Wednesday, 15 October 2008

'An island of calm' amidst financial tsunami

‘Amid crisis, RP an island of calm’
By Paolo Romero
The Philippine Star

The Philippines remains “an island of calm” amid the global financial storm because of its good macroeconomic fundamentals, an official of Standard & Poor’s said.

Press Secretary Jesus Dureza and National Economic and Development Authority (NEDA) deputy director general Rolando Tungpalan made public the statement of Agost Bernard, S&P’s associate director, during a news briefing in Malacañang yesterday.

The statement was also part of Tungpalan’s presentation to President Arroyo during a NEDA Cabinet Group meeting at the Palace on the current global economic developments.

“The Philippines is ‘lucky’ because they have made the necessary adjustments and reforms when times were still good. So they are facing the global market problems and economic slowdown from a considerably improved position, compared to what they were in three to four years ago,” Tungpalan said quoting Bernard.

“The Philippines is an ‘island of calm’ currently, while there is turmoil in the higher rated and previously stable countries,” he said. The S&P official apparently was referring to Malaysia and Thailand but Tungpalan declined to confirm this.

The NEDA official did not read Bernard’s entire statement but said it was part of an email of the S&P official to the Investor Relations Office of the Department of Finance the other day.

In an earlier report, S&P’s said the global financial crisis will not threaten the Philippines’ credit ratings but the government must improve its fiscal position.

The President earlier called for a coordinated regional action to help cushion the effects of the global economic slowdown.

The country’s economic contingency plan as well as the performances of the stock markets around the world was discussed during the Cabinet meeting. Press Secretary Jesus Dureza said Mrs. Arroyo is expected to issue a statement today on her call for a region-wide approach to addressing the financial crisis.

He said Mrs. Arroyo had dispatched Finance Secretary Margarito Teves, Socioeconomic Planning Secretary Ralph Recto and Budget Secretary Rolando Andaya to the US to discuss her proposal.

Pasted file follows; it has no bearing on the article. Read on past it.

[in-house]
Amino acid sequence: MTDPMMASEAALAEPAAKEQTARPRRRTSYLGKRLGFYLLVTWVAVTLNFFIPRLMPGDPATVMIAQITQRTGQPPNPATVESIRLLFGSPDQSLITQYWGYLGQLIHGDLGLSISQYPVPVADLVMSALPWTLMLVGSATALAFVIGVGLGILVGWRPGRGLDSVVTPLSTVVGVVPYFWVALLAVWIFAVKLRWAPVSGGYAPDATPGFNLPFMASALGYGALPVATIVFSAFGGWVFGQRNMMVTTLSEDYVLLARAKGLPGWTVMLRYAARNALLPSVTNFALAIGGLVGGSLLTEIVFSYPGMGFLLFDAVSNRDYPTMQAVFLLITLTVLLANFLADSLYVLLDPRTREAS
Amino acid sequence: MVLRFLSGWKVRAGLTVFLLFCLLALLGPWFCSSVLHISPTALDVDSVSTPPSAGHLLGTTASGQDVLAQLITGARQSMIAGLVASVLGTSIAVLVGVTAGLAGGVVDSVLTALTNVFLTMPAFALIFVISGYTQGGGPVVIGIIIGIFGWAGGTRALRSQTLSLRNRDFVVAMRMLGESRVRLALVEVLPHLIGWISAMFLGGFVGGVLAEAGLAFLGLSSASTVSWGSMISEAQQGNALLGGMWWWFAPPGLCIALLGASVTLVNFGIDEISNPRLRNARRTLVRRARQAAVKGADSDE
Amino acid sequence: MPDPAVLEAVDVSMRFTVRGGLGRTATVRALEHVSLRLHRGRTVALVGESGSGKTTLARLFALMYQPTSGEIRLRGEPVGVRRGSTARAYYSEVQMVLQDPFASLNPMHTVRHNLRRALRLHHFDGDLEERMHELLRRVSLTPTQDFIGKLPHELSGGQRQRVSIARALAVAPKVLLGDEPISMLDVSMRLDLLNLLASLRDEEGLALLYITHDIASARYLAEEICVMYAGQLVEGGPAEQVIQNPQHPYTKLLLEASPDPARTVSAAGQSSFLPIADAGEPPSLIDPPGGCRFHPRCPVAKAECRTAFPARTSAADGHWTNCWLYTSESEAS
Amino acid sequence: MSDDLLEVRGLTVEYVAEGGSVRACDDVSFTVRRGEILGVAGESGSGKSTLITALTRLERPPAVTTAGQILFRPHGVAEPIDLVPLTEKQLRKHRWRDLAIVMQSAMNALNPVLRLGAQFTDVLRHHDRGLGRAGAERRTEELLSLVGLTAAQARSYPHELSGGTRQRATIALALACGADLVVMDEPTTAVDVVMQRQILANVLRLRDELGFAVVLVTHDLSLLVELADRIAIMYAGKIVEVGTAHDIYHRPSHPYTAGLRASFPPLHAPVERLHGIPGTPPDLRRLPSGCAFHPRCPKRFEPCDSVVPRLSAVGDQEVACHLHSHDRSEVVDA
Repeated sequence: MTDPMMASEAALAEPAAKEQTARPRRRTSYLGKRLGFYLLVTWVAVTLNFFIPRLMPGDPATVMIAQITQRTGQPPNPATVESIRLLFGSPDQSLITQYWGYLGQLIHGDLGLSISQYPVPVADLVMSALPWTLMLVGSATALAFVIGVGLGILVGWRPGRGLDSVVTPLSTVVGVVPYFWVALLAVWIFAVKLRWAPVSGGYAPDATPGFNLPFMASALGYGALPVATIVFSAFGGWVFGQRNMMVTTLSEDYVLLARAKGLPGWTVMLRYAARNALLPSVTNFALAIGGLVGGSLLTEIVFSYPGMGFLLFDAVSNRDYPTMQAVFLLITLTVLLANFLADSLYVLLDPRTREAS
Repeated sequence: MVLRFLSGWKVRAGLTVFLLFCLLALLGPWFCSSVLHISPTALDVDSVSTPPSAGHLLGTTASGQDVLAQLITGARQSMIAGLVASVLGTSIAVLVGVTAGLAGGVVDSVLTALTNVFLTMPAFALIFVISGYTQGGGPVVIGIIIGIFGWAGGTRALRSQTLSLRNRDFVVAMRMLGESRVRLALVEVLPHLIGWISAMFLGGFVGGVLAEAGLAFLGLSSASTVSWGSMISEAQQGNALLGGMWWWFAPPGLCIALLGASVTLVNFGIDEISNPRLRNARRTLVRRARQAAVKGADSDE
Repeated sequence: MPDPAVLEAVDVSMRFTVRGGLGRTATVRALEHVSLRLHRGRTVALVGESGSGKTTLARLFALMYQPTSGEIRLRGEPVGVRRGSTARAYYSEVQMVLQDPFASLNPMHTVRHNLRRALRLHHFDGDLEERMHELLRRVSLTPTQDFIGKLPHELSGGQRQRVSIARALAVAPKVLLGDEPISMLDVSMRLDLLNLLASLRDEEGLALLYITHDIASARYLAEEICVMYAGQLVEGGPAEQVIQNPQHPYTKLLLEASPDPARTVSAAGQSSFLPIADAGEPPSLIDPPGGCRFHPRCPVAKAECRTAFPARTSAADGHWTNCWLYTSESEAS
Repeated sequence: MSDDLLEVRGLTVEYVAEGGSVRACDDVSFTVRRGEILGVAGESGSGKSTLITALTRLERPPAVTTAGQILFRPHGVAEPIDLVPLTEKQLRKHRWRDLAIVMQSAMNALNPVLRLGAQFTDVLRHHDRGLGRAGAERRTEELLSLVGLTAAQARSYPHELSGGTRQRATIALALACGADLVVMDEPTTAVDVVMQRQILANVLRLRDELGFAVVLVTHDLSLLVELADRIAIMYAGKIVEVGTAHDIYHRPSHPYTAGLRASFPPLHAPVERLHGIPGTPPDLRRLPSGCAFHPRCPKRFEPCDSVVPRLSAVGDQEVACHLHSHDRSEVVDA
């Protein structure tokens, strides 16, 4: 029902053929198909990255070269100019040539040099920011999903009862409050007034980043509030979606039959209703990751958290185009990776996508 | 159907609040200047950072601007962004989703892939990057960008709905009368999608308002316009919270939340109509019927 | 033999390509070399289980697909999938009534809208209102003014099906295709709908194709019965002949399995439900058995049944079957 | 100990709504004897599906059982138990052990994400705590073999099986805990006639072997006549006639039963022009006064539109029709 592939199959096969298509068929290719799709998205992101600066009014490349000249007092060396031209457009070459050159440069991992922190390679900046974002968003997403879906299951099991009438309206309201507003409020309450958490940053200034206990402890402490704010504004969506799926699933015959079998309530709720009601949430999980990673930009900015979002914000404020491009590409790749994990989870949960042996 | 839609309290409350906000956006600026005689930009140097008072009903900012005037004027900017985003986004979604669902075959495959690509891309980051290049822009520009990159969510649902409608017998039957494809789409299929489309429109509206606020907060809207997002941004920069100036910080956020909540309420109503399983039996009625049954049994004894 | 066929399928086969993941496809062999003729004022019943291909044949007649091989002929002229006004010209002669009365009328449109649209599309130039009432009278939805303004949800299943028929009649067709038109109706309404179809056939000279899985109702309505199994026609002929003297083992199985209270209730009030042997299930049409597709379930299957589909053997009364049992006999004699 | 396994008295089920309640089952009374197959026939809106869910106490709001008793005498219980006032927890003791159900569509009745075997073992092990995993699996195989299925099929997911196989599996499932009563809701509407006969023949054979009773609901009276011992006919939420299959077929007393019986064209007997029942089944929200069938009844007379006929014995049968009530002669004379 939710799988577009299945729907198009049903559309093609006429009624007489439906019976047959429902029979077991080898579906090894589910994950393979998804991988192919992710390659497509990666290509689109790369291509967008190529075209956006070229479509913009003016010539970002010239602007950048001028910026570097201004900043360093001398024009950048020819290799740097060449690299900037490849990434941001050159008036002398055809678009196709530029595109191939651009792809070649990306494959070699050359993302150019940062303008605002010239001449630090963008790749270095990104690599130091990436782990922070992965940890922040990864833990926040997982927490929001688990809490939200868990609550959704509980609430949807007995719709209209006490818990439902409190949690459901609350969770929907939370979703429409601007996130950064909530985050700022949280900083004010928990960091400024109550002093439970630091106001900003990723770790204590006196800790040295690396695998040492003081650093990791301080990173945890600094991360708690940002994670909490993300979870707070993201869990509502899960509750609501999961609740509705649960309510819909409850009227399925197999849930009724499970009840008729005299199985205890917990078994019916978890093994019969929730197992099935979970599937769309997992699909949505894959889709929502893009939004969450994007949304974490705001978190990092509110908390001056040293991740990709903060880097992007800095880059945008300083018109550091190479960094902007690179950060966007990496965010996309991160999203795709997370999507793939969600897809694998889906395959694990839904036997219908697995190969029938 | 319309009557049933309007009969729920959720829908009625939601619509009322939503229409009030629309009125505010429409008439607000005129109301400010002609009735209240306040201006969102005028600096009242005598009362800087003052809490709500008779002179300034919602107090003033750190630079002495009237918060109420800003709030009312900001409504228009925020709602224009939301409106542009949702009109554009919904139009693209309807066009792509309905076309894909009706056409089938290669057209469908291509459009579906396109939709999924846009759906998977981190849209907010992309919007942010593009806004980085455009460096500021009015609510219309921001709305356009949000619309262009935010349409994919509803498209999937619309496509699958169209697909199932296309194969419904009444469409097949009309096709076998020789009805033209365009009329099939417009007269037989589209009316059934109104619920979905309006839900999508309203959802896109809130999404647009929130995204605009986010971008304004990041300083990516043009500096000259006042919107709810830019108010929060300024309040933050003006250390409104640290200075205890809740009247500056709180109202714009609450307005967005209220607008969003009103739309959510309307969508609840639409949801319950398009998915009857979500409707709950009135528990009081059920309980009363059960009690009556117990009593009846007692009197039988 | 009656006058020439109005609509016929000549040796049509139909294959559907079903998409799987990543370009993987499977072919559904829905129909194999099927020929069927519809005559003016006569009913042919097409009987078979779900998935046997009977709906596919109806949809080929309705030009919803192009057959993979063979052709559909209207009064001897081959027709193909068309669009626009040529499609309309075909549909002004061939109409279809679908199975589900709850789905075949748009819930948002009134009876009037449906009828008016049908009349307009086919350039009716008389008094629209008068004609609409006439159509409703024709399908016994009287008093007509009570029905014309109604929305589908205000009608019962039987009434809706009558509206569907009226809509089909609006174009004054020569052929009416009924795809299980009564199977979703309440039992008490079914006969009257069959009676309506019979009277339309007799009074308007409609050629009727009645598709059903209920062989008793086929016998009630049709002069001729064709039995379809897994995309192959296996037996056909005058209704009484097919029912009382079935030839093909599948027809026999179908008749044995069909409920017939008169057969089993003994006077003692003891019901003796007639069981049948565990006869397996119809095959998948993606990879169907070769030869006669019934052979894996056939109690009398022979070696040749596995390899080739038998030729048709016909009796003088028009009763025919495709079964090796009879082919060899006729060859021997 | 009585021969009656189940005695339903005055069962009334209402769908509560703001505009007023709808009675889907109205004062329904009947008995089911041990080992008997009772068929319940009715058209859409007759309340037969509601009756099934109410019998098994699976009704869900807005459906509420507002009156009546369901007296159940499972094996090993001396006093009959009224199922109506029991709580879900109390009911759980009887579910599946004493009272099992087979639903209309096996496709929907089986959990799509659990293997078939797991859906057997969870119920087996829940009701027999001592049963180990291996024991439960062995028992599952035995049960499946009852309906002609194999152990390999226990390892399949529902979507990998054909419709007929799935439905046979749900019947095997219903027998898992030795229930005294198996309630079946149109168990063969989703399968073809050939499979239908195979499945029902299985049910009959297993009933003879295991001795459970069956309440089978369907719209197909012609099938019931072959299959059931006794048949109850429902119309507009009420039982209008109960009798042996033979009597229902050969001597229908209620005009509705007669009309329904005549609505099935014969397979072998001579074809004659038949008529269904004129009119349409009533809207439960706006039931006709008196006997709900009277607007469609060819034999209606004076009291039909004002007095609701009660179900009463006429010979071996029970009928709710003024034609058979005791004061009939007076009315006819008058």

The economic managers were expected to return to the country yesterday and report to the President.

Tungpalan said the improvement in the stock markets around the world “gave us a boost of confidence in where we are right now.”

He said there “seems to be better comfort” from the initiatives taken by developed countries to address their financial problems. But he said the Philippines will not let down its guard.

Mrs. Arroyo earlier told an economic forum that despite the looming recession in the US and in other major economies in Europe, the Philippines will not experience negative growth at least until next year.

“There is no doubt that we live in unsettled times today. The world is at a tipping point,” she said.

She said the setbacks from “the past year and the past weeks are real and profound. It will take time and perseverance to put the pieces back together.”

She said that while a recession in advanced economies is a cause for concern, “we are in best position to be able to weather such slowdown.”

“It (reform) is paying off. Our economy is more resilient today than ever before,” she said.

“We have created almost seven million jobs in seven years. Our international reserves cover six months of imports and the reforms have given us some running room to weather the wave of global price shocks that reverberated across the world this year,” Mrs. Arroyo said.

“It hasn’t been easy but Filipinos are tough and resilient and that is one of our sources of competitiveness,” she said.

“We have pulled together. We have been able to draw on additional revenues to provide targeted investments in food and fuel to keep our poor afloat until a better day,” she pointed out.

She argued that while some economies in the region were experiencing recession in 2001, the Philippines was posting growth.

She said the administration is doing everything it can to keep the country’s fundamentals stable.

The country, she said, has already diversified its export markets and that the US is no longer its No. 1 market but China.

“Our banks are well capitalized and the innate conservatism of our bankers is matched by the prudential foresight of our regulators,” Mrs. Arroyo said.

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